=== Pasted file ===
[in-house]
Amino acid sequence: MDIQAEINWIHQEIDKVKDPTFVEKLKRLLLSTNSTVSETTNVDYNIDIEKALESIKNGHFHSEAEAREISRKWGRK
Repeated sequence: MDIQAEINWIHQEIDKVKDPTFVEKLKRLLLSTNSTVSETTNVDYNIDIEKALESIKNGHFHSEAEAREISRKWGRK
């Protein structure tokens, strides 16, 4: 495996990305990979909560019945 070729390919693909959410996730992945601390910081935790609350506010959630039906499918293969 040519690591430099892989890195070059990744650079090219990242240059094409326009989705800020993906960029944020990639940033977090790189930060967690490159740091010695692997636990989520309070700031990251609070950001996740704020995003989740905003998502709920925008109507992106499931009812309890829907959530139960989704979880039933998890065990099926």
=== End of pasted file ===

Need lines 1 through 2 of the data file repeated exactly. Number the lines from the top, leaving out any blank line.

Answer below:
[in-house]
Amino acid sequence: MDIQAEINWIHQEIDKVKDPTFVEKLKRLLLSTNSTVSETTNVDYNIDIEKALESIKNGHFHSEAEAREISRKWGRK